Evert De Ridder


Evert De Ridder probably was born during the 1660s. He is said to have been a son of one Gerrit De Ridder. We seek specific documentation on his origins and path to Albany.

In April 1688, "Evert De Ridder" married Anna Van Ness at the Albany Dutch church. At that time, both partners were noted as "living here." By 1713, eleven children had been christened at the Albany church.

His name appeared on the initial membership list (dating from 1683) of the Albany church along with that of his wife.

According to traditional sources, Evert De Ridder was a schoolteacher in Albany as early as 1688. In 1703, Evert Ridder of "this County" appeared before the city council, petitioned and was granted "his freedom in the city" and to be "a free citizen." He then applied and was granted "permission to teach schoole in the Citty."

In 1689, an Albany assessment showed that his home was in the first ward. Eight years later, in 1697, the census showed "Evert Ridder" living in Rensselaerswyck. In 1709, his third ward property was valued on the Albany assessment roll. In 1710, Albany records identified him as collector (of taxes).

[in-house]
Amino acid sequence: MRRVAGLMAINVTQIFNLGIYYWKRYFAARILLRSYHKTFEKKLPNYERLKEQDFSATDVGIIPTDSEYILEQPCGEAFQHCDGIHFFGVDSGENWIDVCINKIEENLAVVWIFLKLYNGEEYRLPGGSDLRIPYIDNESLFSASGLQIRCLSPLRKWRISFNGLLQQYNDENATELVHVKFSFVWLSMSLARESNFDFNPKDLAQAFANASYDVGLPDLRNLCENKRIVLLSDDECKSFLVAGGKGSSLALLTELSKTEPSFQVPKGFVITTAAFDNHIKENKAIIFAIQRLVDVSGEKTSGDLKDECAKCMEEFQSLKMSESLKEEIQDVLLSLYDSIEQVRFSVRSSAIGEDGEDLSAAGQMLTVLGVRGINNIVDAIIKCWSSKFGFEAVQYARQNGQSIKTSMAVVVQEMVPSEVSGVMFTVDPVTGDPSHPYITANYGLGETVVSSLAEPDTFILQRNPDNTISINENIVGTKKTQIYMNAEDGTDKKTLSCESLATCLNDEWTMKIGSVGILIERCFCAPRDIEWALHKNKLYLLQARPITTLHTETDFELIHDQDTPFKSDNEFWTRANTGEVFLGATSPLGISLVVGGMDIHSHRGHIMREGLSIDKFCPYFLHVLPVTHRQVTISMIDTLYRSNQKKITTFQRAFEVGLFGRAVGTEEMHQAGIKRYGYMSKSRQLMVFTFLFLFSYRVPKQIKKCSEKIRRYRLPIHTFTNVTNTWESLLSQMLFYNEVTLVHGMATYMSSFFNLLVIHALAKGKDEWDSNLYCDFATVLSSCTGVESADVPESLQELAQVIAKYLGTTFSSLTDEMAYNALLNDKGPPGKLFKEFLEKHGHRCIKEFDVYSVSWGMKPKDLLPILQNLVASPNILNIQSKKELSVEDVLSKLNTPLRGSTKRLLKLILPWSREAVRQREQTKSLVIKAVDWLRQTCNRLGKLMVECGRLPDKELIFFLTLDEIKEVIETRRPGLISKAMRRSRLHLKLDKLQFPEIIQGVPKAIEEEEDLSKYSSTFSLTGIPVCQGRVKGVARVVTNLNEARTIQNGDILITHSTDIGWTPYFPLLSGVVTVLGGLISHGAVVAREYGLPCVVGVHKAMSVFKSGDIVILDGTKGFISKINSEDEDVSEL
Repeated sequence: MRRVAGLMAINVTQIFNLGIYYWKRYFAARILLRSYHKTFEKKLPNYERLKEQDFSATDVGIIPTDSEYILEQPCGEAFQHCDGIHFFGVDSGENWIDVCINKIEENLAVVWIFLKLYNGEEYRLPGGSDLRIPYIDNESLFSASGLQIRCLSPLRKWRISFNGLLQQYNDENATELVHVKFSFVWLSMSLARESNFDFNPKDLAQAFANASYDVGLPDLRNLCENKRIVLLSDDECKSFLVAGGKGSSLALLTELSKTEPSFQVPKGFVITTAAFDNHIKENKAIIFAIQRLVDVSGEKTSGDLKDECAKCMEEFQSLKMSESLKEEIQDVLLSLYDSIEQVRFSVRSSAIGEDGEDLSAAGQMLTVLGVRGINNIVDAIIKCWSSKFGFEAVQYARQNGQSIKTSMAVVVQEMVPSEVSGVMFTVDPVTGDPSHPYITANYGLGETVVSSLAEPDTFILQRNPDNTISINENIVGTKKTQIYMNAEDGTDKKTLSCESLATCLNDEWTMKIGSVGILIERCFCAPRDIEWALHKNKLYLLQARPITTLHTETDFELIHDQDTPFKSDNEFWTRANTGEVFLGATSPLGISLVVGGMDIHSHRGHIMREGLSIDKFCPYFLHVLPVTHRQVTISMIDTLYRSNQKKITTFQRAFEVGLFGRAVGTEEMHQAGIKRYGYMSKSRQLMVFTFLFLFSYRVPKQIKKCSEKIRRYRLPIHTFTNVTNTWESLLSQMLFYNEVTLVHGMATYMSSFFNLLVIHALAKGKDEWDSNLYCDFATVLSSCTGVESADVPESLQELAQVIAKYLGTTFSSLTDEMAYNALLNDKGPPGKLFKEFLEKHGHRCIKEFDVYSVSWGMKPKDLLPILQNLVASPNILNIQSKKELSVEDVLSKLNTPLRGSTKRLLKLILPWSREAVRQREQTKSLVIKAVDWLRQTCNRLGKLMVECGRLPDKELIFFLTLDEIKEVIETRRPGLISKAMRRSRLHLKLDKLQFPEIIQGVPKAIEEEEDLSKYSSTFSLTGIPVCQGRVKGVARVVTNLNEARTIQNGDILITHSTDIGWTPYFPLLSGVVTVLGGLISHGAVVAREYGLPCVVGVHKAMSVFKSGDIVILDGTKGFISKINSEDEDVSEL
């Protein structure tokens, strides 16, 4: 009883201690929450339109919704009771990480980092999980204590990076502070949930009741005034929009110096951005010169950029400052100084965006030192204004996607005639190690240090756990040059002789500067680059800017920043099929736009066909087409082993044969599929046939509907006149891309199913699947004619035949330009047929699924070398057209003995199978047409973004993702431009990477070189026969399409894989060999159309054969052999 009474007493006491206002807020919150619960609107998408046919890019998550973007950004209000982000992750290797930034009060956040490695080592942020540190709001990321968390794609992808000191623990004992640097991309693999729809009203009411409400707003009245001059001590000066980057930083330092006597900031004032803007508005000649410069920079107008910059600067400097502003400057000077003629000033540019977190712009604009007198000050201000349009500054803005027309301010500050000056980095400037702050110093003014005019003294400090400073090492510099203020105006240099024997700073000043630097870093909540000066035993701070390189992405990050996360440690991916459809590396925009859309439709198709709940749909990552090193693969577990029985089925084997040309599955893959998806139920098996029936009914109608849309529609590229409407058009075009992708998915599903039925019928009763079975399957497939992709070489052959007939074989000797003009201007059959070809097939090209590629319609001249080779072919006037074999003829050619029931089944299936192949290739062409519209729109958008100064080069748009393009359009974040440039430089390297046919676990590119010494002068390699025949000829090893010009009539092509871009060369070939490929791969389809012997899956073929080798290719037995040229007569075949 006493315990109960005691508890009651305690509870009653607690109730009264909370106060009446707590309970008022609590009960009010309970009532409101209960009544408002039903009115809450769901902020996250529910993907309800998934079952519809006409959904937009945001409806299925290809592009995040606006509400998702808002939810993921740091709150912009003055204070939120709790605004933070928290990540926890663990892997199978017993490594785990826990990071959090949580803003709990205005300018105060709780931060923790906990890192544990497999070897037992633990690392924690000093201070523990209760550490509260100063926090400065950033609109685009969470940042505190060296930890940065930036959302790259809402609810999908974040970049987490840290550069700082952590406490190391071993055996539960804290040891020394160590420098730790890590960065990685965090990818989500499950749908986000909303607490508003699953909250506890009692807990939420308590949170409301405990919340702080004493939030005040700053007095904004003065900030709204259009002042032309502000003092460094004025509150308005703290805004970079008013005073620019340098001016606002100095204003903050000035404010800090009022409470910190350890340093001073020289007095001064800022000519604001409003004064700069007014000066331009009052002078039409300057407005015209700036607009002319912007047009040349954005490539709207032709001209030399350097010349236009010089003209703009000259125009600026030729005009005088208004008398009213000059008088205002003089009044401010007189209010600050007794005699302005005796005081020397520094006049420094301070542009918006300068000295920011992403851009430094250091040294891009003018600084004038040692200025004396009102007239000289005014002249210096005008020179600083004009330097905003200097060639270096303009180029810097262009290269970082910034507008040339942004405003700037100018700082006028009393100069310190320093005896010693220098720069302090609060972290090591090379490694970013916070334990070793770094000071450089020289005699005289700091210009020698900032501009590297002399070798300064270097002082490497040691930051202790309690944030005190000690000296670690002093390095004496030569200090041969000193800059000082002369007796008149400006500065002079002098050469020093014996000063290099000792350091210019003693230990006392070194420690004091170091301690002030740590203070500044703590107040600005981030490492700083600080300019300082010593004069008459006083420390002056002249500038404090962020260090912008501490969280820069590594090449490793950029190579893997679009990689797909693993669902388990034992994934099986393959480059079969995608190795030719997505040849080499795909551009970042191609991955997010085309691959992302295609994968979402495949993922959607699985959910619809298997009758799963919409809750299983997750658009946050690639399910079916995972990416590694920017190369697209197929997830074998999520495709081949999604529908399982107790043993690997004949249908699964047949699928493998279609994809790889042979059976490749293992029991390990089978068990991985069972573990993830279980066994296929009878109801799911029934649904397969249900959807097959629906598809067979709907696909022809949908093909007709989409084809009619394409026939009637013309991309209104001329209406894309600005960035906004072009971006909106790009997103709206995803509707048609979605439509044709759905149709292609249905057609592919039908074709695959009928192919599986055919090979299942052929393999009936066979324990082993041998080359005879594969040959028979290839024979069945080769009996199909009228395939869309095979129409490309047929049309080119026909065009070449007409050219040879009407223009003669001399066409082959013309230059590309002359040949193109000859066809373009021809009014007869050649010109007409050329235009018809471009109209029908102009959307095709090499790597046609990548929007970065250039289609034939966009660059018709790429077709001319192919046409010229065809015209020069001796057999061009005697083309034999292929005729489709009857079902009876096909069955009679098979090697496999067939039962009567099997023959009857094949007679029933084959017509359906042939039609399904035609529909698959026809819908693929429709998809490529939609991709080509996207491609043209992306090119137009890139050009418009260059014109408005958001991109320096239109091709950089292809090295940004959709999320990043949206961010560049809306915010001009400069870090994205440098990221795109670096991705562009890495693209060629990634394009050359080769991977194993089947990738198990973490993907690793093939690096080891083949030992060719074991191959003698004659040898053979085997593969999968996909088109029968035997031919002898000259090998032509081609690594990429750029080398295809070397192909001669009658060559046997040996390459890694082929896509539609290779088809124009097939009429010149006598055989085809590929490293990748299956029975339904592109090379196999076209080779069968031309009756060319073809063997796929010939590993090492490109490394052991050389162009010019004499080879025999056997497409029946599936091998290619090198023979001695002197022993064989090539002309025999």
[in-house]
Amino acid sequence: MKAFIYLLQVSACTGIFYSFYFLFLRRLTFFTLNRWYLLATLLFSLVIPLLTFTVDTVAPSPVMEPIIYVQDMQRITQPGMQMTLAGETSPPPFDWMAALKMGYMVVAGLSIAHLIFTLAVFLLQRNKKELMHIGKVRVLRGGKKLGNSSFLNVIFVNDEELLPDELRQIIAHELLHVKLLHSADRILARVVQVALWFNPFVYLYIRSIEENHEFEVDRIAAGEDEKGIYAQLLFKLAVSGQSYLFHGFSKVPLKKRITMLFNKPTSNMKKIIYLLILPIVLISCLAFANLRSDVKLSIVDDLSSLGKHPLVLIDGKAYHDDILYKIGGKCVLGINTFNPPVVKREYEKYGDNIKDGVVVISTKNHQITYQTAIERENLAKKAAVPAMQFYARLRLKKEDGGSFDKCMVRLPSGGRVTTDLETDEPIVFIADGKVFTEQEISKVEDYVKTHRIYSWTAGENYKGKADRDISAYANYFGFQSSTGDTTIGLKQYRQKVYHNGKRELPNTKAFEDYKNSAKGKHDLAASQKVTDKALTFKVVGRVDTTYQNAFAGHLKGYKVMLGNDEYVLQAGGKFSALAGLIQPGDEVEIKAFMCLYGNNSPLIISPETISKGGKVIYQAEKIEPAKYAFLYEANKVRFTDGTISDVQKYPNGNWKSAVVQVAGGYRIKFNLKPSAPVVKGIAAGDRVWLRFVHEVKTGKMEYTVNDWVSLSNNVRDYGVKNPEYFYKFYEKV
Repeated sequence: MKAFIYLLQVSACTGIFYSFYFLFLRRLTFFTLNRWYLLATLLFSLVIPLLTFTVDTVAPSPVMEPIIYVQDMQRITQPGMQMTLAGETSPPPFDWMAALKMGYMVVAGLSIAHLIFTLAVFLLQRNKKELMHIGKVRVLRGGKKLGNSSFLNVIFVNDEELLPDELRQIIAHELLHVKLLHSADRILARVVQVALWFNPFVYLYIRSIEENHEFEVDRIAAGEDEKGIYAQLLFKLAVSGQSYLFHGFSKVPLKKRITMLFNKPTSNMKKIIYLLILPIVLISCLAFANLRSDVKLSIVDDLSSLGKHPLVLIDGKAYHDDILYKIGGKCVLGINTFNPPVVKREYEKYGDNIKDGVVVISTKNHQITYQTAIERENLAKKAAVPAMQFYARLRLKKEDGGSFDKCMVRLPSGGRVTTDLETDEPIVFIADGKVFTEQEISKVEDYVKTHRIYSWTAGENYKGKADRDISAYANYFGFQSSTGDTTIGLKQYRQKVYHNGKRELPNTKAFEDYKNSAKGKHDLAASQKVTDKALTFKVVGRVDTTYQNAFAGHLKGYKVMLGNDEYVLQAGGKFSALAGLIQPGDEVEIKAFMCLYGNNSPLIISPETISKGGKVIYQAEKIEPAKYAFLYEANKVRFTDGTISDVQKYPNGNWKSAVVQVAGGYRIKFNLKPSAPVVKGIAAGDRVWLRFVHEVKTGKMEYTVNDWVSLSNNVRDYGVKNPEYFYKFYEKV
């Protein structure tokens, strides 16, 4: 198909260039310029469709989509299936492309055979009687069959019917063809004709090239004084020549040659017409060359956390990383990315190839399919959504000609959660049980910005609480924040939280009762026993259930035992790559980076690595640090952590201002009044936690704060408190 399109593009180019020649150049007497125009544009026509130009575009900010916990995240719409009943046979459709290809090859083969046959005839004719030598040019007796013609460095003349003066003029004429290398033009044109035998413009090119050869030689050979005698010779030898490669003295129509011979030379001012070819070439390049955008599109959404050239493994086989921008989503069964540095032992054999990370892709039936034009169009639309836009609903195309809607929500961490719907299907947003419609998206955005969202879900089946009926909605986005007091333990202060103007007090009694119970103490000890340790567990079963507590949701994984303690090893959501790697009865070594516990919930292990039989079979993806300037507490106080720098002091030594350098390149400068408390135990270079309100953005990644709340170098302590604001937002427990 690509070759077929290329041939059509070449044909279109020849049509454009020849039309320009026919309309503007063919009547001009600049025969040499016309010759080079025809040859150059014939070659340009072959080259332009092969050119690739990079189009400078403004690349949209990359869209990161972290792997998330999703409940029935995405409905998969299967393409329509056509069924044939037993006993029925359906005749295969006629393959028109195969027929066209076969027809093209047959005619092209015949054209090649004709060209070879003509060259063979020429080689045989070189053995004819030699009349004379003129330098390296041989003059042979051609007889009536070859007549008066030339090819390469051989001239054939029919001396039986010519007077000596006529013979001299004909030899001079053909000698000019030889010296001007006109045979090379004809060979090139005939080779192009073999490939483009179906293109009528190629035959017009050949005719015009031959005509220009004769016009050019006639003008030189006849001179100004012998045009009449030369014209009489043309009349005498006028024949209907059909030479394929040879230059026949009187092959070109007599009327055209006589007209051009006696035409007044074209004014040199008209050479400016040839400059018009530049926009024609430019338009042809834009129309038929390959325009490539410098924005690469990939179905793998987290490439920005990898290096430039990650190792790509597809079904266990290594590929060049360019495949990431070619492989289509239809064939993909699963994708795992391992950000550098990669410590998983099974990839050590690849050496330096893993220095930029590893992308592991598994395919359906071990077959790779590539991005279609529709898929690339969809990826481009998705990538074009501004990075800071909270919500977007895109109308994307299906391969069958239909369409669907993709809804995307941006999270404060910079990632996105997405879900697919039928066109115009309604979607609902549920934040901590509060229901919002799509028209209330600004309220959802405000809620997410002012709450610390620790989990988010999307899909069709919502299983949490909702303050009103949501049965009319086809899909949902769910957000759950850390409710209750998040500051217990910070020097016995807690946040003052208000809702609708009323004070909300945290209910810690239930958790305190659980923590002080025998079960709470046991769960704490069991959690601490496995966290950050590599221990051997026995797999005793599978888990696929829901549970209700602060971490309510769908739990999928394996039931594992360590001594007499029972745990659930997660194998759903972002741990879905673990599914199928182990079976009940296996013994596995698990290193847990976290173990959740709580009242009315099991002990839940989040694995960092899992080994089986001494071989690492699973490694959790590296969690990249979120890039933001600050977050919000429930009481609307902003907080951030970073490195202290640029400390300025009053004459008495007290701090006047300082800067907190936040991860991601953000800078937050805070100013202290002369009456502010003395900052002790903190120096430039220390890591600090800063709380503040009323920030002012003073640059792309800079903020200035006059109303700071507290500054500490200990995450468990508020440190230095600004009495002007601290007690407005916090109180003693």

Provincial records show that one Evert De Ridder was commissioned a lieutenant in the militia by Jacob Leisler in 1690. Subsequently, he was identified as a lieutenant of the volunteers sent to Schenectady to pursue those who destroyed the village.

Evert De Ridder was last mentioned in the records in January 1713 in conjunction with the baptism of his last daughter.

With important but unresolved issues regarding the life of this legendary character but without verifiable resources, we move on for now.

biography in-progress


the people of colonial Albany Sources: The life of Evert De Ridder is CAP biography number 7830. This sketch is derived chiefly from family and community-based resources. At this point, we have not organized a De Ridder access page. Online: Saratoga settlers;

first posted 5/30/06; last revised 5/10/15